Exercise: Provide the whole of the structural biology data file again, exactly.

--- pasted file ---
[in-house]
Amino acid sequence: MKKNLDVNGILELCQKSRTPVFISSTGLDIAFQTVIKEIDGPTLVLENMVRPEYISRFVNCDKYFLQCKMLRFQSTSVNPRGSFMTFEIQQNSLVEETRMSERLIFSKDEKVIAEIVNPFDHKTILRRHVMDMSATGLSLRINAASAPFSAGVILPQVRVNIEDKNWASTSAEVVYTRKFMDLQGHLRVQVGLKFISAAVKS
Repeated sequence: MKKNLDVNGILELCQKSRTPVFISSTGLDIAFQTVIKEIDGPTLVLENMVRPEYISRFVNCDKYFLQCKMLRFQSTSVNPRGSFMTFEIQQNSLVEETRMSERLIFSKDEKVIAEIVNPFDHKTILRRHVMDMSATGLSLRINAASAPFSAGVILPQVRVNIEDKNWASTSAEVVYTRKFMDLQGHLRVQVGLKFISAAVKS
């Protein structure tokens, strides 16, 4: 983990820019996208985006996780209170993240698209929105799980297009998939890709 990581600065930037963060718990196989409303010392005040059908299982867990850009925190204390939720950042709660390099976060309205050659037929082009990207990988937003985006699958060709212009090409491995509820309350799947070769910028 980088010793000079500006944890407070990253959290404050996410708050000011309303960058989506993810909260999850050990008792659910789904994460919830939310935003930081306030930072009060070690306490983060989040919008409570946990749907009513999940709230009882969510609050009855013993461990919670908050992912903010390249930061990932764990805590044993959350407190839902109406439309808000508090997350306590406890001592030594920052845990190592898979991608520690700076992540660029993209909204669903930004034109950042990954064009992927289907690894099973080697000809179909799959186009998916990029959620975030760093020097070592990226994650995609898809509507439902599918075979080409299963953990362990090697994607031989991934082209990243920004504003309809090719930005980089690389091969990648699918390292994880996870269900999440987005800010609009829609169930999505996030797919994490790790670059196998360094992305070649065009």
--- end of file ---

[in-house]
Amino acid sequence: MKKNLDVNGILELCQKSRTPVFISSTGLDIAFQTVIKEIDGPTLVLENMVRPEYISRFVNCDKYFLQCKMLRFQSTSVNPRGSFMTFEIQQNSLVEETRMSERLIFSKDEKVIAEIVNPFDHKTILRRHVMDMSATGLSLRINAASAPFSAGVILPQVRVNIEDKNWASTSAEVVYTRKFMDLQGHLRVQVGLKFISAAVKS
Repeated sequence: MKKNLDVNGILELCQKSRTPVFISSTGLDIAFQTVIKEIDGPTLVLENMVRPEYISRFVNCDKYFLQCKMLRFQSTSVNPRGSFMTFEIQQNSLVEETRMSERLIFSKDEKVIAEIVNPFDHKTILRRHVMDMSATGLSLRINAASAPFSAGVILPQVRVNIEDKNWASTSAEVVYTRKFMDLQGHLRVQVGLKFISAAVKS
């Protein structure tokens, strides 16, 4: 983990820019996208985006996780209170993240698209929105799980297009998939890709 990581600065930037963060718990196989409303010392005040059908299982867990850009925190204390939720950042709660390099976060309205050659037929082009990207990988937003985006699958060709212009090409491995509820309350799947070769910028 980088010793000079500006944890407070990253959290404050996410708050000011309303960058989506993810909260999850050990008792659910789904994460919830939310935003930081306030930072009060070690306490983060989040919008409570946990749907009513999940709230009882969510609050009855013993461990919670908050992912903010390249930061990932764990805590044993959350407190839902109406439309808000508090997350306590406890001592030594920052845990190592898979991608520690700076992540660029993209909204669903930004034109950042990954064009992927289907690894099973080697000809179909799959186009998916990029959620975030760093020097070592990226994650995609898809509507439902599918075979080409299963953990362990090697994607031989991934082209990243920004504003309809090719930005980089690389091969990648699918390292994880996870269900999440987005800010609009829609169930999505996030797919994490790790670059196998360094992305070649065009």